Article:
Seated figure using line (charcoal, Conté crayon, graphite, rubber – A1)
For this and the following study I worked with my model in her comfortable environment. I asked her to make herself comfortable and to chose poses that would help her to do so. She went onto her yoga mat and for the sitting pose placed herself on the small yoga stool (meditation)
While doing some sketches I asked her how she felt, what she saw etc.
Emotions & key words: calmness, serenity, inner view, reflection
Her feelings: her leg felt firstly with tension, like not fitting, she turned slowly calm, calmness coming top-down
Her inner images: relaxing like small clouds
I wanted to capture those elements in my drawing. With my sketches and some photographs I experienced further and was researching that I came across before and whose approaches I thought might be helpful for me to get my visual effects I want (Frank Auerbach, Alberto Giacometti, Jenny Saville, Emma Stibbon). Indicative lines and lines that search for the form, in combination with added layers for atmosphere. I decided to be a bit more controlled for this study on my lines (compared to Auerbach or Giacometti).
… and some more experiments on A3 (scaling up my ideas). Quite a wet heavy surface, hard to drawn. Perhaps for another drawing – but for now I went on.
Experimentation with charcoal powder on the surface:
Overall, I liked the strong visual effect of the charcoal dust black at the bottom, supporting the idea of her legs initially at unease (heavy). I wanted to keep the top rather light (idea of relaxing).
I continued to prep my A1 paper (300 g /sqm cold press paper) with a mix of charcoal powder and a little water, applying this with a paper (tapping onto the paper) and continued with a brush. I chose cold press paper due to its rougher surface was I preferred for my line markings (more expressive).
I felt that this attempt was not successful, too dark at the top. I think I just overdid my charcoal/water mix application. I decided to start again on a new paper, cut out the shape of the figure, and used to rest of that drawing to ‘print’ the charcoal (still a bit wet and heavily dusty) onto my new paper. Puttig the cut-out figure in the middle for keeping that areas unspoiled for the moment. I liked this much better and decided to start with my line drawing, placing the main shapes in place (still awkward and incorrect).
From here I continued with my line drawing, searching for the forms, building up three dimensional perception. Adding a few marks with white Conté crayon on the pants made them appear less flat and more solid. White crayon marks on the mat to indicate a flow. Towards to end I rubbed off the area around the upper part of the figure to make it a more ‘enlighted’ perception (like the white area on Emma Stibbon’s ‘Snow Field’, 2014 work – Available from: http://glacierhub.org/2015/05/21/artist-emma-stibbon-talks-glaciers-and-bearing-witness/ )
After taken a longer break and reflecting on my drawing and my concept of feelings and emotions I was not happy with the depiction of the face/head. It was done with charcoal markrs and I found this as too heavy (black). So I decided to rework it, erased the marks the best I could do (after having put a fixative onto the drawing) and went on my graphite in more controlled way and with shorter marks (hatching). This reminded me of my research on Peter Peri, whom at that time I didn’t like so much. Now I could feel that at times this more controlled approach could give a differentiating effect. At the end I liked it much better. And through this the drawing now consists of more controlled markings at the top (face) down to expressive (torso) and rather indicative markings (pants). This supports my idea of easiness and relaxing (top) to uneasiness and heavy (bottom).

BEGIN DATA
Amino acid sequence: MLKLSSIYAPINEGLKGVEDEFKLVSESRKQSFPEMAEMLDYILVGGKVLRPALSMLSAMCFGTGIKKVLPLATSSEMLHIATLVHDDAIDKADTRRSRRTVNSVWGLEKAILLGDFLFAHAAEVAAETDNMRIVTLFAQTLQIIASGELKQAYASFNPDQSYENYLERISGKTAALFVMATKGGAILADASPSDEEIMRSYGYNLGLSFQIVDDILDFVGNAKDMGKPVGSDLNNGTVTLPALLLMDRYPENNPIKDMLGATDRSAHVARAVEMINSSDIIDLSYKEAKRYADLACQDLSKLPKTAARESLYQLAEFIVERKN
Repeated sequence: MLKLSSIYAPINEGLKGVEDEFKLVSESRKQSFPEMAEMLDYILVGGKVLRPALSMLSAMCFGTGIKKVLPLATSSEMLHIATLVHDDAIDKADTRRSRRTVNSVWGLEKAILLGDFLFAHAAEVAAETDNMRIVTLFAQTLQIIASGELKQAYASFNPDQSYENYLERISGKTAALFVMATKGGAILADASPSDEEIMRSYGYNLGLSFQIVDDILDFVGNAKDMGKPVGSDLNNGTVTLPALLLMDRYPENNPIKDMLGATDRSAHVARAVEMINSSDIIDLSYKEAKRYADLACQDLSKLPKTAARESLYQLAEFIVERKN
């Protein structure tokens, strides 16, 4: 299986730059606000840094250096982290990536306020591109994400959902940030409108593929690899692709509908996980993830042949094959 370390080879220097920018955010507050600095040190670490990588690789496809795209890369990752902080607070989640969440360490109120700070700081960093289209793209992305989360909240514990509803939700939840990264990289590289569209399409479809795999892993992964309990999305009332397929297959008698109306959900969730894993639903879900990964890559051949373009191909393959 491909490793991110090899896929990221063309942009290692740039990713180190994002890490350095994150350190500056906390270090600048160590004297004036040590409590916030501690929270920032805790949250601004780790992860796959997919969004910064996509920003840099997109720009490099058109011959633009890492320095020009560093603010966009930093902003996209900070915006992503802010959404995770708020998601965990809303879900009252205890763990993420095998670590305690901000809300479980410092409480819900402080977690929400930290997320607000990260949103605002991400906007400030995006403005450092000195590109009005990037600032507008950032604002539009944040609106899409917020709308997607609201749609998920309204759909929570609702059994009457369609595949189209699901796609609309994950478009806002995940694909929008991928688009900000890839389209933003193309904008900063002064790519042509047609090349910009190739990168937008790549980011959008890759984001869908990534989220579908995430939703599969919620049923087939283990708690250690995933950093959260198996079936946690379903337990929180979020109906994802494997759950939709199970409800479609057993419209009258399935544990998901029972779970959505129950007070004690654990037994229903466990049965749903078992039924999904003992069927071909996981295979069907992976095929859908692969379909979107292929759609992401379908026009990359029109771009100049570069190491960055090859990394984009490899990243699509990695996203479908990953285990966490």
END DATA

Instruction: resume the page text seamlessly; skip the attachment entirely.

After finishing my drawing I showed to my model and she acknowledged the match of her emotions during posing and the final visual effect. I felt that getting emotions and feelings of a sitter in a drawing is quite hard – and so rewarding if done.
Remark on the brief: ‘This study is about drawing three-dimensional form using a single line or combinations of lines: narrow and thick, curved and straight, fractured, expressive, gestural, dynamic, dramatic (and so on). Try different media and supports; do a few tests with textured and found paper, unusual formats, etc.’
=> I took the freedom to work on the support first to create the atmosphere and feeling before starting with my line drawing in charcoal, graphite, chalk, and rubber.
From assignment 3 I had a few challenges to overcome:
– Scale, free flow as in my sketchbooks on larger scale, usage of colour, to incorporate markings from contextualized artists in my works
Therefore I will reflect also against these on each piece.
- I think I mastered the scale right by exploring the space of A1.
- Keeping the drawing in black/white keeps the attention better on my markings and expression.
- Contextualizing other artists helped me to find an appropriate drawing approach and visual effects. At the end I combined several approaches to find my own way through this drawing.
- Understanding feelings and emotions of a model (as well as my own ones) helped my as a guiding thread for my markings and to accomplish a visual effect.
- My markings did follow my concept from controlled lighter tone (face) -> more expressive and darker tones (torso) -> indicative and dark black (legs)
after considering further my tutor’s feedback and in preparation for assessment I decided to push the upper part of the future back with rubber and white Conté crayon in order to have a more convincing contrast (light – dark)